Chemistry and temperature-assisted dehydrogenation of C60H30 molecules on TiO2(110) surfaces†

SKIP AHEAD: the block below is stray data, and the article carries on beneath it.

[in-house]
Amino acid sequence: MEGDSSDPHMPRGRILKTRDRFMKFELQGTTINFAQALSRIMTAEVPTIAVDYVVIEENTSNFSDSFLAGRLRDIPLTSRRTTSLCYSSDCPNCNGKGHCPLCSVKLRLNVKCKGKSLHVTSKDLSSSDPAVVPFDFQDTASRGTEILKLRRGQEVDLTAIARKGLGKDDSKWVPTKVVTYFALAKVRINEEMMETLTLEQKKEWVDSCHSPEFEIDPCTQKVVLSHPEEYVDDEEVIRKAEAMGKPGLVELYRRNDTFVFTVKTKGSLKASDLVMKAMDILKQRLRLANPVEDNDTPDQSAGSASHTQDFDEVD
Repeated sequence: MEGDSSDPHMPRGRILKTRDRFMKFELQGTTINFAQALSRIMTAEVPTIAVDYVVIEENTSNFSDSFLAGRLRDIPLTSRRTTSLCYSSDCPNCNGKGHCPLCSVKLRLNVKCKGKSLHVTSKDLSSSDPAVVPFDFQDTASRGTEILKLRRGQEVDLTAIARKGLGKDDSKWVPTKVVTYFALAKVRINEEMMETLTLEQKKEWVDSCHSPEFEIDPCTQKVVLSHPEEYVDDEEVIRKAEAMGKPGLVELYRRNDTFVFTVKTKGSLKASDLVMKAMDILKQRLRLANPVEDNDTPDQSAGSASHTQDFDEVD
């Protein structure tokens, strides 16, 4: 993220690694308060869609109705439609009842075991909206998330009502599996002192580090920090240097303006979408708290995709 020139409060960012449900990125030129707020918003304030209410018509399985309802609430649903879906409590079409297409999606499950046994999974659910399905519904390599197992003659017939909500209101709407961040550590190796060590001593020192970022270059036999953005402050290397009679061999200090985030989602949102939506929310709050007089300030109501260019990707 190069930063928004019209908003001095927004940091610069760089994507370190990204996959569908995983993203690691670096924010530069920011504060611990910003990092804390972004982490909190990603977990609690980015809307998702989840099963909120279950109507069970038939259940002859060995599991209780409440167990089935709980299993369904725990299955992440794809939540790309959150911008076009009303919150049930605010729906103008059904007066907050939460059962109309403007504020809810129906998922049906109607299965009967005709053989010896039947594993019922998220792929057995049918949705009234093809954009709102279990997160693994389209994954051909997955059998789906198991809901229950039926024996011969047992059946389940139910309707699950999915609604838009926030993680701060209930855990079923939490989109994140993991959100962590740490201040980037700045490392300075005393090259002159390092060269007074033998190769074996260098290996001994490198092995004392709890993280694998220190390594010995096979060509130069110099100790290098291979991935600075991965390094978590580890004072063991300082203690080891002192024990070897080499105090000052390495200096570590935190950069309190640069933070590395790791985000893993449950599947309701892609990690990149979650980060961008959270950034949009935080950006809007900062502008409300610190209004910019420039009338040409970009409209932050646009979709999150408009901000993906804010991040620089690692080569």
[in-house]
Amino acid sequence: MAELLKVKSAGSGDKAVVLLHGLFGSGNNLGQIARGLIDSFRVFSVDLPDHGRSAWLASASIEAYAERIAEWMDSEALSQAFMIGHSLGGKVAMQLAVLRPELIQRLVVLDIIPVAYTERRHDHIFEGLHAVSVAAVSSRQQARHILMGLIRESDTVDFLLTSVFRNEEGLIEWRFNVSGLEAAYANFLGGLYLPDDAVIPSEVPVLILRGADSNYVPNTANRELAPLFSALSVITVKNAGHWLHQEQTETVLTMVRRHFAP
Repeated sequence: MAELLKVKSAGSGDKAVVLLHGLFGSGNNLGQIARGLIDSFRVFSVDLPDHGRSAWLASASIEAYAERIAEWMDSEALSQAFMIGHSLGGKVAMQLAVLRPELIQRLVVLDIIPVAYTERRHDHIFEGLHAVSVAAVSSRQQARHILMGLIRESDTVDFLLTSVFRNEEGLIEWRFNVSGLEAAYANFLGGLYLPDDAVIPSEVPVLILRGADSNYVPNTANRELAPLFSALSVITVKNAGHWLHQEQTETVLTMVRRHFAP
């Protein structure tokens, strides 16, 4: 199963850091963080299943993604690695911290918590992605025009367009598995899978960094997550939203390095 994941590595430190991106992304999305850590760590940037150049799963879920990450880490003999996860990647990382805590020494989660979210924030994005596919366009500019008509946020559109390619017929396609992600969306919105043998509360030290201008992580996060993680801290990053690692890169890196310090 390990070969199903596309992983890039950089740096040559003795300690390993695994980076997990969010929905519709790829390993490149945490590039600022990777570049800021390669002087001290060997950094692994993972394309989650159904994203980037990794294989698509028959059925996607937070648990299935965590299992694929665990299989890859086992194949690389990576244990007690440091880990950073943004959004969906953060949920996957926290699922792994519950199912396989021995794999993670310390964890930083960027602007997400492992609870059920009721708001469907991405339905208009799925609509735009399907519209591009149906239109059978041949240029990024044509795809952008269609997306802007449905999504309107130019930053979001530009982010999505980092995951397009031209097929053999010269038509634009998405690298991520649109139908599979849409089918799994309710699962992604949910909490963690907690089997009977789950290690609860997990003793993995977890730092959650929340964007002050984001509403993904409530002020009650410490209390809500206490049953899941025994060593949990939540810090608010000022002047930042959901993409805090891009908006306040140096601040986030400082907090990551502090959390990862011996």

The thermal induced on-surface chemistry of large polycyclic aromatic hydrocarbons (PAHs) deposited on dielectric substrates is very rich and complex. We evidence temperature-assisted (cyclo)dehydrogenation reactions for C60H30 molecules and the subsequent bottom-up formation of assembled nanostructures, such as nanodomes, on the TiO2(110) surface. To this aim we have deposited, under ultra-high vacuum, a submonolayer coverage of C60H30 and studied, by a combination of experimental techniques (STM, XPS and NEXAFS) and theoretical methods, the different chemical on-surface interaction stages induced by the increasing temperature. We show that room temperature adsorbed molecules exhibit a weak interaction and freely diffuse on the surface, as previously reported for other aromatics. Nevertheless, a slight annealing induces a transition from this (meta)stable configuration into chemisorbed molecules. This adsorbate–surface interaction deforms the C60H30 molecular structure and quenches surface diffusion. Higher annealing temperatures lead to partial dehydrogenation, in which the molecule loses some of the hydrogen atoms and LUMO levels spread in the gap inducing a net total energy gain. Further annealing, up to around 750 K, leads to complete dehydrogenation. At these temperatures the fully dehydrogenated molecules link between them in a bottom-up coupling, forming nanodomes or fullerene-like monodisperse species readily on the dielectric surface. This work opens the door to the use of on-surface chemistry to generate new bottom-up tailored structures directly on high-K dielectric surfaces.